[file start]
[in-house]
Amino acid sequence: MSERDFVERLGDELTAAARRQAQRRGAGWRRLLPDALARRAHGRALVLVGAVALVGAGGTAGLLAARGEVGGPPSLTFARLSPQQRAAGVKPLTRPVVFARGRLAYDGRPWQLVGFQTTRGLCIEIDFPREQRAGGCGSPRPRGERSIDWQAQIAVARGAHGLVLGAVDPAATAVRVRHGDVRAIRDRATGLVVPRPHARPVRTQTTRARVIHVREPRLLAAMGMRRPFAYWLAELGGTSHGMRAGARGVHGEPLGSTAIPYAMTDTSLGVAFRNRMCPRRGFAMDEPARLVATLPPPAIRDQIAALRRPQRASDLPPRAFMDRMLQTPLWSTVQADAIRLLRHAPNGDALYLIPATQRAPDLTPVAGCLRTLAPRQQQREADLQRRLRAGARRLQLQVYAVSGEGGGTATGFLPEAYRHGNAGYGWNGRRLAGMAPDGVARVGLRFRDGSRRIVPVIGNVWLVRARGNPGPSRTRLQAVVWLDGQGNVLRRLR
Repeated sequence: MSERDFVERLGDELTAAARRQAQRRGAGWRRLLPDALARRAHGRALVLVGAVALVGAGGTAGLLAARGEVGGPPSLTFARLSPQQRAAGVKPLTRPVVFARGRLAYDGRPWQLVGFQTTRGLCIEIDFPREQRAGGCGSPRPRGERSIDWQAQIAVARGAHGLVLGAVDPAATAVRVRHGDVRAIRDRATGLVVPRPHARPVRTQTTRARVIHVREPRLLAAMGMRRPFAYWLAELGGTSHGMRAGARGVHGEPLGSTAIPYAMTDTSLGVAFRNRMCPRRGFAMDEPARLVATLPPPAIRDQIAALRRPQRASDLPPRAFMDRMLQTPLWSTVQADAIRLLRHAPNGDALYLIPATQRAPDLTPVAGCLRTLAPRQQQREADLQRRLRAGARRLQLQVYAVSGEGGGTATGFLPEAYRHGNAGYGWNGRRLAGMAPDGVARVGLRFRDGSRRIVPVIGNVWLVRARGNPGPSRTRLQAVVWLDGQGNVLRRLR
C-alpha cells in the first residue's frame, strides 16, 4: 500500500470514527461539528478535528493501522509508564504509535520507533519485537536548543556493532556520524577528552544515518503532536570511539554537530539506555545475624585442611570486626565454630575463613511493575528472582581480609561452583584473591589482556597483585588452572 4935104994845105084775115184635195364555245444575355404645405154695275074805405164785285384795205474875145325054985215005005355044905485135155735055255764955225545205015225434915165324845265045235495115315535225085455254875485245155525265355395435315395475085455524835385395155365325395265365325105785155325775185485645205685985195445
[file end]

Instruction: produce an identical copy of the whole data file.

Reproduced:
[in-house]
Amino acid sequence: MSERDFVERLGDELTAAARRQAQRRGAGWRRLLPDALARRAHGRALVLVGAVALVGAGGTAGLLAARGEVGGPPSLTFARLSPQQRAAGVKPLTRPVVFARGRLAYDGRPWQLVGFQTTRGLCIEIDFPREQRAGGCGSPRPRGERSIDWQAQIAVARGAHGLVLGAVDPAATAVRVRHGDVRAIRDRATGLVVPRPHARPVRTQTTRARVIHVREPRLLAAMGMRRPFAYWLAELGGTSHGMRAGARGVHGEPLGSTAIPYAMTDTSLGVAFRNRMCPRRGFAMDEPARLVATLPPPAIRDQIAALRRPQRASDLPPRAFMDRMLQTPLWSTVQADAIRLLRHAPNGDALYLIPATQRAPDLTPVAGCLRTLAPRQQQREADLQRRLRAGARRLQLQVYAVSGEGGGTATGFLPEAYRHGNAGYGWNGRRLAGMAPDGVARVGLRFRDGSRRIVPVIGNVWLVRARGNPGPSRTRLQAVVWLDGQGNVLRRLR
Repeated sequence: MSERDFVERLGDELTAAARRQAQRRGAGWRRLLPDALARRAHGRALVLVGAVALVGAGGTAGLLAARGEVGGPPSLTFARLSPQQRAAGVKPLTRPVVFARGRLAYDGRPWQLVGFQTTRGLCIEIDFPREQRAGGCGSPRPRGERSIDWQAQIAVARGAHGLVLGAVDPAATAVRVRHGDVRAIRDRATGLVVPRPHARPVRTQTTRARVIHVREPRLLAAMGMRRPFAYWLAELGGTSHGMRAGARGVHGEPLGSTAIPYAMTDTSLGVAFRNRMCPRRGFAMDEPARLVATLPPPAIRDQIAALRRPQRASDLPPRAFMDRMLQTPLWSTVQADAIRLLRHAPNGDALYLIPATQRAPDLTPVAGCLRTLAPRQQQREADLQRRLRAGARRLQLQVYAVSGEGGGTATGFLPEAYRHGNAGYGWNGRRLAGMAPDGVARVGLRFRDGSRRIVPVIGNVWLVRARGNPGPSRTRLQAVVWLDGQGNVLRRLR
C-alpha cells in the first residue's frame, strides 16, 4: 500500500470514527461539528478535528493501522509508564504509535520507533519485537536548543556493532556520524577528552544515518503532536570511539554537530539506555545475624585442611570486626565454630575463613511493575528472582581480609561452583584473591589482556597483585588452572 4935104994845105084775115184635195364555245444575355404645405154695275074805405164785285384795205474875145325054985215005005355044905485135155735055255764955225545205015225434915165324845265045235495115315535225085455254875485245155525265355395435315395475085455524835385395155365325395265365325105785155325775185485645205685985195445